I Have Dyscalculia: Can I Use a Calculator in School and in Clinical Practice?
by Robin Jones, Director, Great Lakes ADA Center
I think that you have to go back to the analysis of what is being asked: Use of a calculator
What is the question: Does the use of a calculator create a fundamental alteration in the program or service.
It gets down to what is being taught in the course and whether or not the use of the calculator fundamentally alters that. Is it essential to that program that a student NOT use a calculator. What is being tested? The faculty need to be able to defend that the use of a calculator would create a fundamental alteration. Just because they require all of the students to not use a calculator does not mean that it would be a fundamental alteration for a student with a disability that needs to use one as an accommodation to do so. I do not know what course this is in relation to. For example, if it’s a fundamental math class that every student has to take, etc. to learn the fundamentals of algebra or something else then they need to look at how the student can demonstrate mastery of the information. This may require a different analysis than what is used with other students without this type of disability. The fact that the various tests, etc. that they student will take for nursing boards, on the job, etc. don’t require use of a calculator is a different matter. First you need to look at the course that is at question and what is it fundamentally teaching/intended to teach. From there you look at alternative in terms of accommodations that do not alter what is being taught.
Overarching questions to be asked:
- Does the use of the calculator as a reasonable accommodation provide the students with an unfair advantage or undermines academic standards?
- Is the ability to add, subtract, multiply, or divide accurately considered an essential part of what an exam/quiz is designed to test?
Additional Points for Consideration:
NOND Board Member Responds: There are calculators on the NCLEX. And yes, most NCLEX prep courses allow use of calculators. There are calculators all over the clinical setting as well. The Pyxis unit and infusion pumps have calculator features on them as well. The nurse can also bring and use her own calculator. I am a faculty member in a community college based nursing program, so I do understand why this student has meet resistance with calculator use during her exams. Many nurses loose their license or require remediation as a result of medication errors. It is so very important that students know how to perform the process of calculating drugs. Final thoughts: If a student can put the information in a calculator and get the correct answer, she/he knows how to perform the calculation. I think this is a ” reasonable accommodation.”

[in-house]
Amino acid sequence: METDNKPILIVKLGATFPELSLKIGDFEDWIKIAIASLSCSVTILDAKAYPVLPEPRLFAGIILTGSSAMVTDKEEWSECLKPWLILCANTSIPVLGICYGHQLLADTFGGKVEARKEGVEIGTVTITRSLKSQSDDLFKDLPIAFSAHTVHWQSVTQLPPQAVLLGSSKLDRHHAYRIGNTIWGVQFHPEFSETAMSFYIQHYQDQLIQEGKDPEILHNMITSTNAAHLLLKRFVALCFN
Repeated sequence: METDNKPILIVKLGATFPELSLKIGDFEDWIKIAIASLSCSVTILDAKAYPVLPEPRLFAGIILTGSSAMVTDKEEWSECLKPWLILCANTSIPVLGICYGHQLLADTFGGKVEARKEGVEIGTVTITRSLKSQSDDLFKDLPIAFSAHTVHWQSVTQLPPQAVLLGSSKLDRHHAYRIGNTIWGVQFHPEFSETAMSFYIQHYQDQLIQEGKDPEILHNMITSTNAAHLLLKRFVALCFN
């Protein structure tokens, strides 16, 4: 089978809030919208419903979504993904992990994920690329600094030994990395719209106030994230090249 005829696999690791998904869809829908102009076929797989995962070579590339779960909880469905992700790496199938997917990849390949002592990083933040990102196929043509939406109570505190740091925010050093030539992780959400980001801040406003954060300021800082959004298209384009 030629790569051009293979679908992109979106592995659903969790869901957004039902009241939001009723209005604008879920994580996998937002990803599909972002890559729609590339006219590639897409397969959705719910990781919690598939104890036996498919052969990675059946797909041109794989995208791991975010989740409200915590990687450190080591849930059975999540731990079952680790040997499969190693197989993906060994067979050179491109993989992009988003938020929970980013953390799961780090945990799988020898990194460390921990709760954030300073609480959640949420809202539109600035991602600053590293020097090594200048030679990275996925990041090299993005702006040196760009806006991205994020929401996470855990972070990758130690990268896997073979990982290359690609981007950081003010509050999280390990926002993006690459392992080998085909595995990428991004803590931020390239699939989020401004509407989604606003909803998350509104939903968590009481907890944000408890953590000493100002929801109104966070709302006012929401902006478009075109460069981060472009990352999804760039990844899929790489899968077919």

NOND Board Member Responds: The NCLEX does have a calculator function (via drop down feature) that can be used on the screen for questions that require calculations. Also, preparation courses like Kaplan have similar set ups that allow for the use of an online calculator. In the field, calculators definitely can be used. In fact, I used my calculator several times on the post-surgical unit to check IV calculations. My nurse preceptor used a dictionary consistently when documenting because she was a terrible speller. These are just resources that make our jobs easier. The important piece is knowing “how to calculate” not the “tool used to calculate.” For this student, it would actually be a reasonable accommodation.
NOND Board Member Responds: Once nurses graduate, they can use a calculator in their clinical setting if they so choose. Even with a calculator, the student/nurse still needs to know how to set up the equation. It seems that letting the student use a calculator for math questions on an exams would certainly be a reasonable accommodation given this disability. This can also be conceptualized as creative access. Isn’t it important that the student get the answer right, regardless of whether a calculator is used? If using a calculator helps a student or nurse get the correct answer, then the end result is the same.
My Eternal Struggle with Numbers
By Kirstin Bell, 2010 Anne Ford & Allegra Ford Scholarship Finalist
Published: April 4 2012
Disclaimer: The National Organization of Nurses with Disabilities (NOND) does not offer legal advice but NOND does offer resources to help you understand your rights, protections, and responsibilities within various Disability Rights Laws.